I even suggested that we help faculty build digital sandboxes in the backyards of their course pages. These sandboxes would be filled with an array of engaging primary materials and tools that would enable students to explore, to discover, to play. My playful argument was based on a growing body of research that indicates that students need the opportunity to connect with primary sources on a cognitive and emotional level in order to assess their meaning and put them into historical context (Bass, 2003; Bass & Rosenzweig, 1999; Perkins, 2003; Tally, 2005; Wilson & Wineberg, 2001; Wineburg, 1991, 2000, 2001).

A year has passed since I attempted to make the case for digital sandboxes, and a couple of things have convinced me it deserves more serious consideration.

Play Matters: The Academic Librarian's Role in Fostering Historical Thinking

Conducting Biographical Research in Government Publications, Part II: John C. Frémont and the U.S. Congressional Serial Set

To read Part I of this article in the Spring 2006 issue of The Readex Report, click here.

What finally made John Frémont's career was the second western expedition. This time the Army ordered him to map the wagon route all the way to Oregon. Having had some trouble with Indians on the 1842 trip, Frémont decided to requisition not just an assortment of guns and ammunition, but also a cannon—a brass 12-pounder mountain howitzer (S.Doc. 14, 28-1).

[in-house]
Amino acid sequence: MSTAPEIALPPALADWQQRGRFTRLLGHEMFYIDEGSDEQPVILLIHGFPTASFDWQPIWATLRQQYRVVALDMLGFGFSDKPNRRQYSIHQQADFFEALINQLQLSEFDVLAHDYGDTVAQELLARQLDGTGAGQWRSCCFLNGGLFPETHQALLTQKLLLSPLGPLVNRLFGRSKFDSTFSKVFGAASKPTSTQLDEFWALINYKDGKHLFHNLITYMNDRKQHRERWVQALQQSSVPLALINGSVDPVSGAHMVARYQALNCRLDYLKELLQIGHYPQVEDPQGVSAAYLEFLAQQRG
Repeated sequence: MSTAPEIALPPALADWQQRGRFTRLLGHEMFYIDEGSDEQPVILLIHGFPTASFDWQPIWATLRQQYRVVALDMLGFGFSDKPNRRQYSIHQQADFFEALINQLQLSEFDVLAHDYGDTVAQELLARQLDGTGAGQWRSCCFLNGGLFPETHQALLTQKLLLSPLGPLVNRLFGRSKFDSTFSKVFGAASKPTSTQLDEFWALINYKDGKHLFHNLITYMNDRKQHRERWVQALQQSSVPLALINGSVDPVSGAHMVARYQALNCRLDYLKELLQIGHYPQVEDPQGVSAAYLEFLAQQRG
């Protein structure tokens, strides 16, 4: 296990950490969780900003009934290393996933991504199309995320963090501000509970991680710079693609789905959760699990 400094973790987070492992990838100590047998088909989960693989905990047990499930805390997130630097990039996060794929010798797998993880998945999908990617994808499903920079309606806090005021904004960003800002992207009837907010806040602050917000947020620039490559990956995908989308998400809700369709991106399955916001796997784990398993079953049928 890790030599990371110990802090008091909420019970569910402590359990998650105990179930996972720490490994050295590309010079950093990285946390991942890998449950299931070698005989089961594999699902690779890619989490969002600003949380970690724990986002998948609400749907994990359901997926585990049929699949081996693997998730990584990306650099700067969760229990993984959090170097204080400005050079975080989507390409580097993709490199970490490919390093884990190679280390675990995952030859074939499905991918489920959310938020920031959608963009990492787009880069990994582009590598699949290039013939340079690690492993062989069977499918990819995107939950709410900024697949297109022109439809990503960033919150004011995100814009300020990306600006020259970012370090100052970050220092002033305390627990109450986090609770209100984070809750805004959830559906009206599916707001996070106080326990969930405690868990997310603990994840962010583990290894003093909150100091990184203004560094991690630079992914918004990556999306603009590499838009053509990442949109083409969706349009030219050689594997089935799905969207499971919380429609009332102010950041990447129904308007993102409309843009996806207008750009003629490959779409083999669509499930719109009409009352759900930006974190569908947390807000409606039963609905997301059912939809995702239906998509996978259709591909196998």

Leaving in May, 1843, from what is now Kansas City, Frémont's main party followed the emigrant route through Nebraska and Wyoming. Frémont and a few companions soon split off to travel a more southerly route, taking them near modern Denver and allowing them to explore the northern edges of the Great Salt Lake before reuniting with the expedition. His published report's glowing description of the region around what is now Salt Lake City would be largely responsible for Brigham Young's decision to move his people there.

When Frémont reached Oregon in November, 1843, he decided not to return as instructed along his outward route. Instead, he decided to explore southward along the eastern edge of the Cascades and search for the legendary River Bonaventura, which some believed flowed westward through the Sierras to the Pacific. If it existed, which most doubted, emigrants would have an easy passage through the mountains to California.